July 11, 2020

In Appalachia, Crafting a Road to Recovery With Dulcimer Strings

Culture of Recovery is at the forefront of nascent efforts by museums and other cultural institutions to address the addiction crisis. Doris Thurber, an artist in Frankfort, Ky., started a program for women now called “Yes Arts” four years ago after the overdose death of her 27 year-old daughter, Maya Rose. In Manchester, N.H., The Currier Museum of Art has teamed up with the Partnership for Drug-Free Kids on a program for parents and siblings dealing with a loved one’s substance use. With an art educator, the families discuss a painting or sculpture with a salient theme, and the contemplative nature of the space is a balm.

“We have a big social crisis in New Hampshire,” said Alan Chong, the museum’s director. “This is more important than a blockbuster show, to be blunt about it.”

In Hindman one evening, a harvest moon laying heavy in the clouds, Mr. Naselroad, the master artisan, donned a red cowboy shirt and a Stetson to host the “Knott Downtown Radio Hour,” a monthly show on WMMT FM — a “Hindman Home Companion” of sorts. One of the highlights is a “Songwriters Circle” of tunes written by those in recovery.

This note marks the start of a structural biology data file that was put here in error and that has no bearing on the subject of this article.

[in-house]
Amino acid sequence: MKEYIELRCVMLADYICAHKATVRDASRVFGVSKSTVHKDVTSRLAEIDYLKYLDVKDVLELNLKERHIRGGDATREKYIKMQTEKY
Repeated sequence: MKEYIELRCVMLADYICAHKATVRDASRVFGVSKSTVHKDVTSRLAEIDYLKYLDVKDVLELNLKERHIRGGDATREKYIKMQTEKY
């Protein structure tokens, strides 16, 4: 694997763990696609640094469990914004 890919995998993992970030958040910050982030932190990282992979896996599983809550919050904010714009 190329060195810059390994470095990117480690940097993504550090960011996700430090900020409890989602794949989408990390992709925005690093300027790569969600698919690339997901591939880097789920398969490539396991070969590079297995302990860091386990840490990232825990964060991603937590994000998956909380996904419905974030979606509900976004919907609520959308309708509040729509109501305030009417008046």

Last month, the show was recorded at Hickory Hill, which was built on an old strip mine site. Amid living room beams inscribed with words like “self-discipline and “perseverance,” “the Hickory Hill boys,” as Mr. Naselroad calls them on air, sang about regret, loss, longing and especially faith. One poignant anthem to the Lord was called “Calm a Storm in Me.”

Nevertheless, the storm of addiction is powerful. Dan Estep, who teaches blacksmithing for the program, lost a student to a fatal overdose recently. The man was in his mid-30s and the father of three. “This particular guy grew up with his whole family on drugs,” Mr. Estep said. “It must be like quicksand.”

Mr. Estep, 62, who has been a blacksmith for 40 years, said that teaching his craft to people in recovery is the most important work he has ever done. “We can give it all we’ve got, but in the end it’s up to the individual,” he observed. “Humanity is the biggest project of all.”

Article source: https://www.nytimes.com/2020/01/03/arts/design/kentucky-opioid-recovery-luthiery.html?emc=rss&partner=rss

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